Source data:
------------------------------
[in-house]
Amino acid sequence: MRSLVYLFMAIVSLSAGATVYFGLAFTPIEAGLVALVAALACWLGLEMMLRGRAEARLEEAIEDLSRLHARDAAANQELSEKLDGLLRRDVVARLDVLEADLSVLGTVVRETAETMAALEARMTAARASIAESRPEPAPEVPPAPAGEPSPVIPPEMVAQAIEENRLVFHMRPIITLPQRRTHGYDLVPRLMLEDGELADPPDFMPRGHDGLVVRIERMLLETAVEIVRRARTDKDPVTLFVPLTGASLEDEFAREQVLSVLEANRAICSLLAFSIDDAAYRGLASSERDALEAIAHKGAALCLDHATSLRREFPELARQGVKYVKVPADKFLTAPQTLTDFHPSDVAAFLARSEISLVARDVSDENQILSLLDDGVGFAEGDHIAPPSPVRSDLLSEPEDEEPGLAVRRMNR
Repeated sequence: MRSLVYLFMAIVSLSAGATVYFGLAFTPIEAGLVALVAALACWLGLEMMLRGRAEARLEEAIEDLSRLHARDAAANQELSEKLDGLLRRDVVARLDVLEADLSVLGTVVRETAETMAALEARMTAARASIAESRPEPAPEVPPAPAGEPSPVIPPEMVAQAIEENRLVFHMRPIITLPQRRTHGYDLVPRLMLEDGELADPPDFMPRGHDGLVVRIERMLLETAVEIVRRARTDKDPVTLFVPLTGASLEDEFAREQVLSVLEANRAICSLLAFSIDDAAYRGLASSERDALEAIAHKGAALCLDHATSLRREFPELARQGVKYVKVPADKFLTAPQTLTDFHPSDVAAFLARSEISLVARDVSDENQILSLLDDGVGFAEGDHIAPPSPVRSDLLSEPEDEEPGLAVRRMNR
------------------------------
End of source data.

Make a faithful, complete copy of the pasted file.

[in-house]
Amino acid sequence: MRSLVYLFMAIVSLSAGATVYFGLAFTPIEAGLVALVAALACWLGLEMMLRGRAEARLEEAIEDLSRLHARDAAANQELSEKLDGLLRRDVVARLDVLEADLSVLGTVVRETAETMAALEARMTAARASIAESRPEPAPEVPPAPAGEPSPVIPPEMVAQAIEENRLVFHMRPIITLPQRRTHGYDLVPRLMLEDGELADPPDFMPRGHDGLVVRIERMLLETAVEIVRRARTDKDPVTLFVPLTGASLEDEFAREQVLSVLEANRAICSLLAFSIDDAAYRGLASSERDALEAIAHKGAALCLDHATSLRREFPELARQGVKYVKVPADKFLTAPQTLTDFHPSDVAAFLARSEISLVARDVSDENQILSLLDDGVGFAEGDHIAPPSPVRSDLLSEPEDEEPGLAVRRMNR
Repeated sequence: MRSLVYLFMAIVSLSAGATVYFGLAFTPIEAGLVALVAALACWLGLEMMLRGRAEARLEEAIEDLSRLHARDAAANQELSEKLDGLLRRDVVARLDVLEADLSVLGTVVRETAETMAALEARMTAARASIAESRPEPAPEVPPAPAGEPSPVIPPEMVAQAIEENRLVFHMRPIITLPQRRTHGYDLVPRLMLEDGELADPPDFMPRGHDGLVVRIERMLLETAVEIVRRARTDKDPVTLFVPLTGASLEDEFAREQVLSVLEANRAICSLLAFSIDDAAYRGLASSERDALEAIAHKGAALCLDHATSLRREFPELARQGVKYVKVPADKFLTAPQTLTDFHPSDVAAFLARSEISLVARDVSDENQILSLLDDGVGFAEGDHIAPPSPVRSDLLSEPEDEEPGLAVRRMNR